40. Kumar J, Madhusudhan BN (2010) Effect of relative density and confining pressure on Poisson ratio from bender and extender elements tests. Géotechnique 60: 561-567.    

41. Wichtmann T, Triantafyllidis T (2010) On the influence of the grain size distribution curve on P-wave velocity, constrained elastic modulus Mmax and Poisson's ratio of quartz sands. Soil Dyn Earthq Eng 30: 757-766.    

42. Wagner W, Prusß A (2002) The IAPWS Formulation 1995 for the Thermodynamic Properties of Ordinary Water Substance for General and Scientific Use. J Phys Chem Ref Data 31: 387.    

43. Kusuda T, Achenbach PR (1965) Earth temperature and thermal diffusivity at selected stations in the United States. NBS Report 8972, National Bureau of Standards, Gaithersburg, MD, USA.

44. Kell GS (1975) Density, thermal expansivity, and compressibility of liquid water from 0. deg. to 150. deg.. Correlations and tables for atmospheric pressure and saturation reviewed and expressed on 1968 temperature scale. J Chem Eng Data 20: 97-105.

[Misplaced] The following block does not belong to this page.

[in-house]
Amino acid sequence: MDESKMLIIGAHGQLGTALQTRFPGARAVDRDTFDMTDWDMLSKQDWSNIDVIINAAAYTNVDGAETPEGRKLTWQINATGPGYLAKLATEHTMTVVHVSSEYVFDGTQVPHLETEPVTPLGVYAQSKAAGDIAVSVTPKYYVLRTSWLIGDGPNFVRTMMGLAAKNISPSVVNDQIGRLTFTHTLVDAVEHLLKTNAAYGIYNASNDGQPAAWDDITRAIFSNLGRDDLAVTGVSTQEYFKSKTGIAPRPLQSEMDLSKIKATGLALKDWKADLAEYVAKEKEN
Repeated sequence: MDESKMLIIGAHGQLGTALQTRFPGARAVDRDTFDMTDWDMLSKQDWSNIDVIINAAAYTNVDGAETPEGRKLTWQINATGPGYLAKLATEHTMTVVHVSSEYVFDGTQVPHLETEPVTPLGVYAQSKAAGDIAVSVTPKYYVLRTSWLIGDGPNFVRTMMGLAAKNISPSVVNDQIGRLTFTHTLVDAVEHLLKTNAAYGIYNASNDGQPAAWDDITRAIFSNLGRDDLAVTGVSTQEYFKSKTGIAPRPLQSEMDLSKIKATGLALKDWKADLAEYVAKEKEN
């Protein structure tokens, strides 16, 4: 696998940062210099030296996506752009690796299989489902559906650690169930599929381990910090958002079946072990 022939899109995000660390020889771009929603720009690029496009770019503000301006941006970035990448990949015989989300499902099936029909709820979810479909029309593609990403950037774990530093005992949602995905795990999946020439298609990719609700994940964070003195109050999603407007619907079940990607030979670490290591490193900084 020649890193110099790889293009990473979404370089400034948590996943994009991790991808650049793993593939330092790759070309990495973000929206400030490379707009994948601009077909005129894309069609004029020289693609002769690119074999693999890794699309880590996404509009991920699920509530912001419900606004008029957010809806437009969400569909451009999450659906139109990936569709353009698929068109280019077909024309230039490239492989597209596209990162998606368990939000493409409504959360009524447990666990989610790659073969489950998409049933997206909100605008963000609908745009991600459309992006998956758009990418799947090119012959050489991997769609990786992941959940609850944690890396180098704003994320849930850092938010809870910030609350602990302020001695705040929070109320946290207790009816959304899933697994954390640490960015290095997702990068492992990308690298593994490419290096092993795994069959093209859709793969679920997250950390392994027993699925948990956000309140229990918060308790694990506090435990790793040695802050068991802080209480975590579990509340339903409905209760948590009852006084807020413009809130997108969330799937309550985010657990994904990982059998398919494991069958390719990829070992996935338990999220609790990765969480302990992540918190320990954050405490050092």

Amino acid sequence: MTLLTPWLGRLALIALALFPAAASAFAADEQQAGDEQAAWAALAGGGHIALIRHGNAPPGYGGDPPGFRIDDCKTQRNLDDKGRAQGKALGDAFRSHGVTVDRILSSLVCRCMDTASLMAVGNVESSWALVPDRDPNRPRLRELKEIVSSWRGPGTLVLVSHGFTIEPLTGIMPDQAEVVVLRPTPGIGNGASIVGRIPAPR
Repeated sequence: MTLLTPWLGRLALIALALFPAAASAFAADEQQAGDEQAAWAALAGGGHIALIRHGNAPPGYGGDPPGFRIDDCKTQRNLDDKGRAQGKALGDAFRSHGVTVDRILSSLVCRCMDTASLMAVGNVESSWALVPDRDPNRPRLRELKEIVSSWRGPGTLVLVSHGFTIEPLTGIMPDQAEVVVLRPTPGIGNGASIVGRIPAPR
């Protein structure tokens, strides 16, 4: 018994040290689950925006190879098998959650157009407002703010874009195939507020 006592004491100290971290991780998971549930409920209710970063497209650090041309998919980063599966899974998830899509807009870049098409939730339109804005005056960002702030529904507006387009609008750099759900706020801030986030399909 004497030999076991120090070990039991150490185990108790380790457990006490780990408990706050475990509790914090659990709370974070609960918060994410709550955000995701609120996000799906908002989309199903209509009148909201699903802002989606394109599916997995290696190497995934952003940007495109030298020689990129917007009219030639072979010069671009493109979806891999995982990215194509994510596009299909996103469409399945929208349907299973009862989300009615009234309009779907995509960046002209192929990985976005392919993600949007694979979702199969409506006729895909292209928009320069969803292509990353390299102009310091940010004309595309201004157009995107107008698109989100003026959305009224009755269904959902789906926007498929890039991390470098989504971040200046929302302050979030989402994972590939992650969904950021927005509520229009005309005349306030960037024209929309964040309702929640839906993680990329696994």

45. Lubbers J, Graaff R (1998) A simple and accurate formula for the sound velocity in water. Ultrasoun Med Biol 24: 1065-1068.    

46. Lambe TW, Whitman RV (1967) Soil Mechanics. John Wiley & Sons.

47. Hardin BO, Richart Jr FE (1963) Elastic Wave Velocities in Granular Soils. J Soil Mech Found Div ASCE 89: 33-65.

48. Hardin BO, Black WL (1968) Vibration Modulus of Normally Consolidated Clay. J Soil Mech Found Div ASCE 94: 353-369.

49. Hardin BO (1978) The nature of stress-strain behavior of soils. Proceedings, Geotech. Eng. Div. Specialty Conf. on Earthquake Eng. and Soil Dynamics 1, ASCE, Pasadena, 3-90.

50. Menq F (2003) Dynamic properties of sandy and gravelly soils. Ph.D. Dissertation. The University of Texas at Austin.